Key Housing Issues for Consumers

Key Housing Issues for Consumers

Homeownership is an essential American value. It is a primary source of wealth and financial security for many households, helping to provide for education, retirement and more.

Yet, policy proposals in Congress could negatively impact Americans’ ability to buy a first home, keep their current home or enter into the move-up market.

Just as each home is important to the family that owns it, housing is vitally important to local, state and national economies. It is critical that homeownership remains attainable and that access to safe, decent and affordable housing remains a national priority.

If you believe homeownership should continue to be an essential American value, tell Congress to address these key issues:

Keep America’s Housing Affordable

As the housing market continues its recovery, several financial issues are making it more difficult for creditworthy, financially responsible families to buy a home. This threatens to prevent millions of families from ever becoming home owners. Policymakers and regulators need to address several issue to keep homeownership affordable:

  • Reforming the home appraisal system to promote accuracy and consistency
  • Removing financing obstacles to creditworthy families who can afford a mortgage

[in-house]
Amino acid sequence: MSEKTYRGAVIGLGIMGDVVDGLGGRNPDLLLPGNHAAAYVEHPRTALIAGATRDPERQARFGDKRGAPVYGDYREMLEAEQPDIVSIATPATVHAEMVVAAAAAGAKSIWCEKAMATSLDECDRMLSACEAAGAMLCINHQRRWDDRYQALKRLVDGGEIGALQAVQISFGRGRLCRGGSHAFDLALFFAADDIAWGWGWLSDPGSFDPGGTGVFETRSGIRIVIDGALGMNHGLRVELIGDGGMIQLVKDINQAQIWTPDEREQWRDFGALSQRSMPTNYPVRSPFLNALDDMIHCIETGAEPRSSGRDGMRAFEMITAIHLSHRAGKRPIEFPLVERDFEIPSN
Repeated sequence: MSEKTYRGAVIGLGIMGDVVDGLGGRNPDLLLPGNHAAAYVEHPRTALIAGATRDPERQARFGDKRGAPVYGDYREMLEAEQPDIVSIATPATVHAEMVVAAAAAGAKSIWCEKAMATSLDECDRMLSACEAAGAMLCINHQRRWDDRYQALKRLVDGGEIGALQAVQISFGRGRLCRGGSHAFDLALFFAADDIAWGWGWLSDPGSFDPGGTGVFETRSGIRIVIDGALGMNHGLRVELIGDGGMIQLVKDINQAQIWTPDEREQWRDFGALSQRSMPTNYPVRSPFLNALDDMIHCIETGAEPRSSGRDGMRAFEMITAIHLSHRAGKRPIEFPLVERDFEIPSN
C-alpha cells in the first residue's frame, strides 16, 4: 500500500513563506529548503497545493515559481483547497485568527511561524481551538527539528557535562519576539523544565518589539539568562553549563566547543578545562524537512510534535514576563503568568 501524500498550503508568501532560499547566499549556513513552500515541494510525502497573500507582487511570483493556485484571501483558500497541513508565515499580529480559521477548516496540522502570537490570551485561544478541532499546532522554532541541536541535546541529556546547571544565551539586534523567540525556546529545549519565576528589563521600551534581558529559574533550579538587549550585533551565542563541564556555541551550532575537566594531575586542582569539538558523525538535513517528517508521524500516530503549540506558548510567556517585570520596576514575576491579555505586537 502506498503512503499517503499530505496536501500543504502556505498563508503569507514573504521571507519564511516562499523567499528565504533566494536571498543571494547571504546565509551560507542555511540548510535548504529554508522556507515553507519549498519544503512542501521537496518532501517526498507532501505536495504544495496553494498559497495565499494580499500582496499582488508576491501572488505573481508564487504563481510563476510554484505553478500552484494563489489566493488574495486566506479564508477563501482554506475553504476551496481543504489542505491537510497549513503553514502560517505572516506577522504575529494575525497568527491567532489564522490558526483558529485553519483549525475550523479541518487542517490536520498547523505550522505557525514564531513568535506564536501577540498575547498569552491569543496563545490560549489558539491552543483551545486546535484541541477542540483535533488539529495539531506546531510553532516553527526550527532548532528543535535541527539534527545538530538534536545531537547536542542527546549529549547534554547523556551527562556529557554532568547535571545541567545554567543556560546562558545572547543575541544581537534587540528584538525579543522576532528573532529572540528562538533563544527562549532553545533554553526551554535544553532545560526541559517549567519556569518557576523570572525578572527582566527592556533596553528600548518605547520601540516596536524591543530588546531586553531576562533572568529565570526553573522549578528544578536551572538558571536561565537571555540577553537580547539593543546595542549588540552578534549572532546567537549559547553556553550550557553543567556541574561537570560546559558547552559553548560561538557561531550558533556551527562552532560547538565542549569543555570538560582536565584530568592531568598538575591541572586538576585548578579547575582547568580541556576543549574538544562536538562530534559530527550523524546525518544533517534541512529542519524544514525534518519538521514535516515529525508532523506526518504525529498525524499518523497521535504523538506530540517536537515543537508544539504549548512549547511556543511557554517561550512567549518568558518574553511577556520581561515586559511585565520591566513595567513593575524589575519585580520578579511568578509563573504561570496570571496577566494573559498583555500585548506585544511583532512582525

• Restoring a normal flow of credit to home builders with viable projects
  • Providing a consistent and affordable supply of mortgage credit for single-family and multifamily housing

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Protect the Mortgage Interest Deduction

The mortgage interest deduction has been a cornerstone of American housing policy since the inception of the tax code more than 100 years ago. It supports the aspirations of families at all income levels to become home owners.

Yet, many lawmakers have expressed a willingness to eliminate or curtail the mortgage interest deduction.

Eliminating or limiting the mortgage interest deduction would impose a huge tax increase on millions of middle-class home owners and discourage prospective buyers. Changing the deduction would cause after-tax housing costs to increase, and housing demand to decrease.

Reduced demand would depress home prices, producing a sizable loss for existing home owners, leave more home owners underwater and fuel even more foreclosures. Such a change in home values could weaken the economic recovery and perhaps drive the nation’s economy back into recession.

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Referenced from NAHB